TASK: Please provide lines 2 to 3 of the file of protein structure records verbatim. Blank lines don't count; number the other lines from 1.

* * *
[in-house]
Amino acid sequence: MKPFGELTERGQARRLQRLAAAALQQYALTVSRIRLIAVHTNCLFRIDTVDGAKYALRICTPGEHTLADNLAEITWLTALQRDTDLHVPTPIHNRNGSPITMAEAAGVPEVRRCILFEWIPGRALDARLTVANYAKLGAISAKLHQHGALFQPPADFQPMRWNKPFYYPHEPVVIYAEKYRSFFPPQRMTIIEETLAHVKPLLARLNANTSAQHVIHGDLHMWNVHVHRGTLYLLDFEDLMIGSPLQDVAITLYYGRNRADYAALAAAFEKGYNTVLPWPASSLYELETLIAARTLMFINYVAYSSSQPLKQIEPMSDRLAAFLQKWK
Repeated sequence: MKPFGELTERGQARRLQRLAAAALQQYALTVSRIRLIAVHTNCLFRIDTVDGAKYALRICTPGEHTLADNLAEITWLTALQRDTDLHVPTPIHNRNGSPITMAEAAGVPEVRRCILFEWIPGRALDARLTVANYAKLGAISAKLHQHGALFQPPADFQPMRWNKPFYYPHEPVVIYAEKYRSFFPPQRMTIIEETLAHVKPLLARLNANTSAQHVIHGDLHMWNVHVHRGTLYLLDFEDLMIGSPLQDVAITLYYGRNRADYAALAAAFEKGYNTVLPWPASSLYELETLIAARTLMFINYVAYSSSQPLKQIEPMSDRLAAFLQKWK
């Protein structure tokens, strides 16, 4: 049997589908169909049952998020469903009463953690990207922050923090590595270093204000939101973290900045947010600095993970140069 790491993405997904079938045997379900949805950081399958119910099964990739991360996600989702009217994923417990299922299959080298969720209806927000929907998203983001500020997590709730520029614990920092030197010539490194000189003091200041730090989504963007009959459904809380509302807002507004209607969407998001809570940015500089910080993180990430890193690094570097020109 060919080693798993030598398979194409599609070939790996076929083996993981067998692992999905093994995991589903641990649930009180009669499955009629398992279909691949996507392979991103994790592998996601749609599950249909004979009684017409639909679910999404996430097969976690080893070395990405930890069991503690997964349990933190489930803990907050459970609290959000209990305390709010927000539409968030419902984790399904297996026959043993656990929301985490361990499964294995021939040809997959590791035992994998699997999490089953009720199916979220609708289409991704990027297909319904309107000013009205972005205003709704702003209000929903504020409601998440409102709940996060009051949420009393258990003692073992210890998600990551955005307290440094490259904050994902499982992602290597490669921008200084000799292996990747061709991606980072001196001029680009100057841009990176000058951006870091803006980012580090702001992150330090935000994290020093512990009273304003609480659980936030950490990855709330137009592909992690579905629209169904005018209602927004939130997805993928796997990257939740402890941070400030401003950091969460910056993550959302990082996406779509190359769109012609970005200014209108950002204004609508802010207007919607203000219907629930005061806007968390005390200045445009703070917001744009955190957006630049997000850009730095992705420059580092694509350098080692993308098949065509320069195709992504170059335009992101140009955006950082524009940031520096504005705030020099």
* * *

Amino acid sequence: MKPFGELTERGQARRLQRLAAAALQQYALTVSRIRLIAVHTNCLFRIDTVDGAKYALRICTPGEHTLADNLAEITWLTALQRDTDLHVPTPIHNRNGSPITMAEAAGVPEVRRCILFEWIPGRALDARLTVANYAKLGAISAKLHQHGALFQPPADFQPMRWNKPFYYPHEPVVIYAEKYRSFFPPQRMTIIEETLAHVKPLLARLNANTSAQHVIHGDLHMWNVHVHRGTLYLLDFEDLMIGSPLQDVAITLYYGRNRADYAALAAAFEKGYNTVLPWPASSLYELETLIAARTLMFINYVAYSSSQPLKQIEPMSDRLAAFLQKWK
Repeated sequence: MKPFGELTERGQARRLQRLAAAALQQYALTVSRIRLIAVHTNCLFRIDTVDGAKYALRICTPGEHTLADNLAEITWLTALQRDTDLHVPTPIHNRNGSPITMAEAAGVPEVRRCILFEWIPGRALDARLTVANYAKLGAISAKLHQHGALFQPPADFQPMRWNKPFYYPHEPVVIYAEKYRSFFPPQRMTIIEETLAHVKPLLARLNANTSAQHVIHGDLHMWNVHVHRGTLYLLDFEDLMIGSPLQDVAITLYYGRNRADYAALAAAFEKGYNTVLPWPASSLYELETLIAARTLMFINYVAYSSSQPLKQIEPMSDRLAAFLQKWK